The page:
The anti-marriage faction have somehow branded themselves as pro-marriage by citing tradition’s role in marriage. It’s always interesting to see where their traditions start, or rather where they stop looking for traditions. Our current thoughts on what marriage means are not “a thousands year old sacred institution,” as Reggie1971 wrote. It was deemed a sacrament in the 1500s.

      Some look to the Bible as the source of marriage’s supposed one man-one woman roots. But have you ever read the Bible? Plural marriages were the norm, and many of those wives were taken either by force of given as treasure.

      So let’s look at marriage for what it really is now: a private matter that no one should be denied. Your church doesn’t need to be involved any more than it would be involved in the marriage of two people from a different faith.

      In response to another comment. See in context »
      • collapse expand
        Rico

        Gerry said: “So let’s look at marriage for what it really is now: a private matter that no one should be denied. Your church doesn’t need to be involved any more than it would be involved in the marriage of two people from a different faith.”

        Gerry, if it’s a private matter, then government shouldn’t be involved. If you think it is a government matter, then it is public, not private. I agree that it should be private, and so I’d like to see government get out of the marriage business altogether.

        Let governments issue civil unions to everybody (straight or gay), and return the M word to the private sphere.

        In response to another comment. See in context »
        • collapse expand

          The government is nominally involved in marriage. You get a license and that’s it. They don’t deny marriage to any straight couple (except for kin). Marriage gives couple certain rights, and the government needs to know who’s married to make sure the couple have those rights.

          Switching to civil unions doesn’t solve your issue with marriage, it just changes the name. What may be needed is the elimination of those rights that automatically come with marriage and have individuals name another person–life partner, brother, friend–as the person with those rights.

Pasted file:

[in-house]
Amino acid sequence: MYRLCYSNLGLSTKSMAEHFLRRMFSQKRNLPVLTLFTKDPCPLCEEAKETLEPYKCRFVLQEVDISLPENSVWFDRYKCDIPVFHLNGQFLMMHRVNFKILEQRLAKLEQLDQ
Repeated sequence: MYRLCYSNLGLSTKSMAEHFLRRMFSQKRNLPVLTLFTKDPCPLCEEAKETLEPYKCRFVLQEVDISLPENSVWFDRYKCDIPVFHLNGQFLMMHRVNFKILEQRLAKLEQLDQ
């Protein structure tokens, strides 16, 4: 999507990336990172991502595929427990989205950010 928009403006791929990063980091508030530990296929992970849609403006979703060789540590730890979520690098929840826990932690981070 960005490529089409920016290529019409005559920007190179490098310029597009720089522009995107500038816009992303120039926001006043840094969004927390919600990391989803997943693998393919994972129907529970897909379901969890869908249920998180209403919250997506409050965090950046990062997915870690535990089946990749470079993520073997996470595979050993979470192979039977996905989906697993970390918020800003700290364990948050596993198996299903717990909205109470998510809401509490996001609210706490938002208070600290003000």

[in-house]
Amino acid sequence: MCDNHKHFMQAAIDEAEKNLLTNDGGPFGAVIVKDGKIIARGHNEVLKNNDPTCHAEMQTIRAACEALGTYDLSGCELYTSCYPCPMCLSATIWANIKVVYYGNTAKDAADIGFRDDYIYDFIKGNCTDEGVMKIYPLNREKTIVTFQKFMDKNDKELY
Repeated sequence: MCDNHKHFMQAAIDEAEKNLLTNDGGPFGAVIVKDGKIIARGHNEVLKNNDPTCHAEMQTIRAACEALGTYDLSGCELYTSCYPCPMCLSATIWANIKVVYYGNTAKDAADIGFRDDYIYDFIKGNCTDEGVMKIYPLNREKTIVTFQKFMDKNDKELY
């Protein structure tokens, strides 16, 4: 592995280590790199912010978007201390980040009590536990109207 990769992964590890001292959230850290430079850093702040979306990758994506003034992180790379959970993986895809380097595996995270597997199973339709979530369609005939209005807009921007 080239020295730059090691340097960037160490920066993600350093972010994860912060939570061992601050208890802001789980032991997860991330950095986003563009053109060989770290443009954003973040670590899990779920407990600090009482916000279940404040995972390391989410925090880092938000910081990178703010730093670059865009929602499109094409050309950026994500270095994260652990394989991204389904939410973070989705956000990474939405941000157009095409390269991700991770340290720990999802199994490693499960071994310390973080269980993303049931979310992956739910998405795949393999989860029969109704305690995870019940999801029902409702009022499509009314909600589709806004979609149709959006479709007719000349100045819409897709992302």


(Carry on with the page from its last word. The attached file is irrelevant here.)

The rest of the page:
Maybe if I have a couple of drinks I’d be thinking more clearly. But I hope my intent comes through.

          In response to another comment. See in context »
      • collapse expand
        The Fop

        Gerry,

        Are purposely trying to mangle what I’m saying? I never said that legalizing same sex marriage would lead to heterosexuals marrying members of the same sex. What I said is that if society treats same sex marriage as being normal for EVERYONE, then over the long haul, more people will engage in bisexuality, which I view as a form of sexual deviant behavior, as I don’t believe that there are people born with an equal capacity to fall in love and be in long term relationships with either men or women.

        Brian,

        You never answered my question. Where are the millions of bisexuals who go back and forth between serious, long term relationships with women, and serious, long term relationships with men? If they were out there, the media would be running all sorts of stories about them in order to encourage tolerance of bisexuals, the same way that the media does everything in their power to encourage tolerance of Gays/Lesbians. These people don’t exist.

        I guess you also must have trouble reading, as I went out of my way, on my original post, to say that I think that there’s nothing deviant about homosexuals being involved in homosexual relationships. It’s the (so called) bisexuals that I have a problem with.

        The only comment I made about Ancient Rome is that bisexuality was very prevalent. Is that a false statement? All your angry replies have absolutely nothing to do with any of the arguments that I’m making. But if it makes you feel better to lump me together with religious Christians who think that all Gay/Lesbians are gonna burn in hell, go right ahead.

        .

        In response to another comment. See in context »
        • collapse expand

          No, Fop, I was trying to make fun of what you said because it’s ridiculous.

          In response to another comment. See in context »
        • collapse expand
          Lumstar

          Fop, why is bisexuality so abhorrent to you? So homosexuality is okay because “people are born that way” but consenting adults choosing to engage in consensual encounters with others of the same and/or opposite sex are deviants?